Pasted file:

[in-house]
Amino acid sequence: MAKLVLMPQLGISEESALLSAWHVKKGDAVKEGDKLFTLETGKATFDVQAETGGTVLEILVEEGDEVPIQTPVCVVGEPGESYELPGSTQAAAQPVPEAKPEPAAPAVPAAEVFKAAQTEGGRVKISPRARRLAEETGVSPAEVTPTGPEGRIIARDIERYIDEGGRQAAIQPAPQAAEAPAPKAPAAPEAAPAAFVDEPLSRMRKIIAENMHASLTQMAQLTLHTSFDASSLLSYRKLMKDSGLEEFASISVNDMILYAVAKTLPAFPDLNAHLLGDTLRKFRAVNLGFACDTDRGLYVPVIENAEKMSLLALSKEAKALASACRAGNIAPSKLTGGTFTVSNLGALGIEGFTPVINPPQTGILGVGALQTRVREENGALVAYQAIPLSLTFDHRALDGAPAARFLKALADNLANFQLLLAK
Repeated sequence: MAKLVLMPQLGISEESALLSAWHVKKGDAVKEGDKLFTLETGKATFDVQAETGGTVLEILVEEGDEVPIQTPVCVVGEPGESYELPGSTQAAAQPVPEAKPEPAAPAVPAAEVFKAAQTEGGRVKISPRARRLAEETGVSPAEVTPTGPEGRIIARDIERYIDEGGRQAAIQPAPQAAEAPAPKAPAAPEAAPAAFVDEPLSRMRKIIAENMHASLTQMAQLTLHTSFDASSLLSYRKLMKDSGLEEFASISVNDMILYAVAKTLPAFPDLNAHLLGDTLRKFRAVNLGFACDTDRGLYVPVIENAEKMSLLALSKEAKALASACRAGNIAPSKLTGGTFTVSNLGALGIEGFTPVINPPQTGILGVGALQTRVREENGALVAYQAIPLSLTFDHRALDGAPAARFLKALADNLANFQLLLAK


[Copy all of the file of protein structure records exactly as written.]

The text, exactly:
[in-house]
Amino acid sequence: MAKLVLMPQLGISEESALLSAWHVKKGDAVKEGDKLFTLETGKATFDVQAETGGTVLEILVEEGDEVPIQTPVCVVGEPGESYELPGSTQAAAQPVPEAKPEPAAPAVPAAEVFKAAQTEGGRVKISPRARRLAEETGVSPAEVTPTGPEGRIIARDIERYIDEGGRQAAIQPAPQAAEAPAPKAPAAPEAAPAAFVDEPLSRMRKIIAENMHASLTQMAQLTLHTSFDASSLLSYRKLMKDSGLEEFASISVNDMILYAVAKTLPAFPDLNAHLLGDTLRKFRAVNLGFACDTDRGLYVPVIENAEKMSLLALSKEAKALASACRAGNIAPSKLTGGTFTVSNLGALGIEGFTPVINPPQTGILGVGALQTRVREENGALVAYQAIPLSLTFDHRALDGAPAARFLKALADNLANFQLLLAK
Repeated sequence: MAKLVLMPQLGISEESALLSAWHVKKGDAVKEGDKLFTLETGKATFDVQAETGGTVLEILVEEGDEVPIQTPVCVVGEPGESYELPGSTQAAAQPVPEAKPEPAAPAVPAAEVFKAAQTEGGRVKISPRARRLAEETGVSPAEVTPTGPEGRIIARDIERYIDEGGRQAAIQPAPQAAEAPAPKAPAAPEAAPAAFVDEPLSRMRKIIAENMHASLTQMAQLTLHTSFDASSLLSYRKLMKDSGLEEFASISVNDMILYAVAKTLPAFPDLNAHLLGDTLRKFRAVNLGFACDTDRGLYVPVIENAEKMSLLALSKEAKALASACRAGNIAPSKLTGGTFTVSNLGALGIEGFTPVINPPQTGILGVGALQTRVREENGALVAYQAIPLSLTFDHRALDGAPAARFLKALADNLANFQLLLAK